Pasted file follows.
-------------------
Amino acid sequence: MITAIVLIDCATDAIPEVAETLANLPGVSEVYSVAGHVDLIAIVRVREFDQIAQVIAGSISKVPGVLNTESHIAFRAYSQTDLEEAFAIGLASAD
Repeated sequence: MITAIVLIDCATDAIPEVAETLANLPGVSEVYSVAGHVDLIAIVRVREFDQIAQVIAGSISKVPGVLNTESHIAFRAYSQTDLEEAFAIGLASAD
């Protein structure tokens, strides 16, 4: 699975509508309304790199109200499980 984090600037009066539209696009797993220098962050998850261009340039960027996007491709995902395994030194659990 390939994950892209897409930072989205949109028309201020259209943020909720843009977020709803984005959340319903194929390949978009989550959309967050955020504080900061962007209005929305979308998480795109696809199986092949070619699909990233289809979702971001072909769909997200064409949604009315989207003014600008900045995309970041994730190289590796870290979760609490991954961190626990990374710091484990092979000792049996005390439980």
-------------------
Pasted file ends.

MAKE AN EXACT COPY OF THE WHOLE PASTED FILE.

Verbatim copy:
Amino acid sequence: MITAIVLIDCATDAIPEVAETLANLPGVSEVYSVAGHVDLIAIVRVREFDQIAQVIAGSISKVPGVLNTESHIAFRAYSQTDLEEAFAIGLASAD
Repeated sequence: MITAIVLIDCATDAIPEVAETLANLPGVSEVYSVAGHVDLIAIVRVREFDQIAQVIAGSISKVPGVLNTESHIAFRAYSQTDLEEAFAIGLASAD
């Protein structure tokens, strides 16, 4: 699975509508309304790199109200499980 984090600037009066539209696009797993220098962050998850261009340039960027996007491709995902395994030194659990 390939994950892209897409930072989205949109028309201020259209943020909720843009977020709803984005959340319903194929390949978009989550959309967050955020504080900061962007209005929305979308998480795109696809199986092949070619699909990233289809979702971001072909769909997200064409949604009315989207003014600008900045995309970041994730190289590796870290979760609490991954961190626990990374710091484990092979000792049996005390439980």